WHO Recommends Developing Countries Introduce New Pneumonia Vaccine

GENEVA, Switzerland -- New guidance issued today by the World Health Organization (WHO) calls for the introduction of pneumococcal conjugate vaccines into immunization programs in developing countries, beginning with the currently licensed 7-valent vaccine (PCV7).

Pneumococcal disease is the leading vaccine preventable cause of child deaths worldwide. WHO estimates that about 1.6 million people, including up to 1 million children under five years old, die every year of pneumococcal pneumonia, meningitis, and sepsis.(1) In populations with high child mortality rates, pneumonia is the leading infectious cause of mortality and accounts for about 20-25 percent of all child deaths.(2)

Recognizing the heavy burden of pneumococcal disease in young children and the safety and efficacy of the PCV7 in this age group, WHO considers its inclusion in national immunization programmes as a priority, particularly in countries with under five mortality greater than 50 per 1,000 live births, or greater than 50,000 child deaths annually.

"Pneumococcal disease kills up to a million children a year, most of them in developing countries," said Dr. Adenike Grange, president of the International Pediatric Association. "This decision is an important step in the introduction of a safe and effective pneumococcal vaccine for developing countries."

Dr. Orin Levine, executive director of PneumoADIP -- a non-governmental organization that aims to shorten the time between use of a vaccine in industrialized nations and their introduction in the developing world commented, "GAVI's PneumoADIP(3) applauds WHO for providing important leadership and guidance for the use of pneumococcal vaccine to prevent pneumonia in developing countries. Together with GAVI's financing and the Advance Market Commitment, the WHO position statement is helping bring pneumococcal vaccines to the children who need them most, faster than ever before."

Typically new vaccines take fifteen years or more to reach developing countries. With this recommendation there is now the prospect of pneumococcal conjugate vaccine achieving regular use in Africa only eight years after it was introduced in the U.S.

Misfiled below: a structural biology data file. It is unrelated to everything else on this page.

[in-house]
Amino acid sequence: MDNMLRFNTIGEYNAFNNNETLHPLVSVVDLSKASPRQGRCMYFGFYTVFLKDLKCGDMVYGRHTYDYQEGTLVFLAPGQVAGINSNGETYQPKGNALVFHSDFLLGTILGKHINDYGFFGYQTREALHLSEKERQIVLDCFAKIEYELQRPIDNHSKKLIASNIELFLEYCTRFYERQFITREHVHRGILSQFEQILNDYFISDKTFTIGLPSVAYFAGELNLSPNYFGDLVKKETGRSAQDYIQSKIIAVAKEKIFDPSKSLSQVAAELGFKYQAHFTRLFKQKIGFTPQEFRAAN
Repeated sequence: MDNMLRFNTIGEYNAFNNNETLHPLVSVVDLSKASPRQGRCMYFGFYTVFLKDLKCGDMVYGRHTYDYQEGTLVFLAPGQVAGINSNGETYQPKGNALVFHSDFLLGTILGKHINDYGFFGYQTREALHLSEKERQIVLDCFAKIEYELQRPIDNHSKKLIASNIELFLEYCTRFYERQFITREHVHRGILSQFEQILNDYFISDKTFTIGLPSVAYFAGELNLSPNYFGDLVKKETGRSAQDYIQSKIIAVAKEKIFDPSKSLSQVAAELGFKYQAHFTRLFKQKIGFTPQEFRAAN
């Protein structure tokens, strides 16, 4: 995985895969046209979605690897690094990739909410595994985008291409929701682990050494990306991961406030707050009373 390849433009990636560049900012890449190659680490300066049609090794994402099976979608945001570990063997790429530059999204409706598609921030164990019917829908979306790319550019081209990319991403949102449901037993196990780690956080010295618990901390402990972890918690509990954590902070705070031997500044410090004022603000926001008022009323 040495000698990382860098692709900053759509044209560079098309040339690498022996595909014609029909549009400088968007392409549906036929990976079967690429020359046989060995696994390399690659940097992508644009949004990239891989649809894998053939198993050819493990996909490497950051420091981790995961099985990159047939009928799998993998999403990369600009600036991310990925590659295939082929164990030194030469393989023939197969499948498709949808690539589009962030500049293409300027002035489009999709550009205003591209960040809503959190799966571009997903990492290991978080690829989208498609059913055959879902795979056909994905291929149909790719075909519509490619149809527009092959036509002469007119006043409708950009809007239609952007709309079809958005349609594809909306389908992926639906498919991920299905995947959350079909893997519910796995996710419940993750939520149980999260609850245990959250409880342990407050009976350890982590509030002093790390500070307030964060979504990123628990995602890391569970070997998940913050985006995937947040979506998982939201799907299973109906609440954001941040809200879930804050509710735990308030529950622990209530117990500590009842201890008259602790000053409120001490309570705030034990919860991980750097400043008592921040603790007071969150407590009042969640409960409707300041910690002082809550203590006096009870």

HIV infection significantly increases the risk of pneumococcal disease in children and adults. Since pneumococcal conjugate vaccines have been shown to be safe and efficacious in HIV infected children, WHO recommends that countries with high prevalence of HIV prioritize the introduction of PCV7. Furthermore, populations with high prevalence of other underlying conditions that increase the risk of pneumococcal disease, e.g. sickle cell disease, should also be targeted for vaccination.

"Children with HIV are up to 40 times more likely to get pneumococcal disease than HIV-negative children and the vaccine has been shown to help prevent the disease in these vulnerable children" said Dr Thomas Cherian, coordinator of the Expanded Programme on Immunization Plus, WHO Department of Immunization, Vaccines and Biologicals.

The serotypes included in the PCV7 vaccine cover 65-80 percent of the serotypes associated with invasive pneumococcal disease among young children in Western industrialized countries. Despite the absence of some serotypes that are important causes of pneumococcal disease in developing countries, PCV7 can prevent substantial mortality and morbidity in these countries. The safety and efficacy of PCV7, as with other formulations of pneumococcal conjugate vaccines, have been well established in numerous settings both in: industrialized and developing countries; in urban and rural settings; and among infants with HIV infection.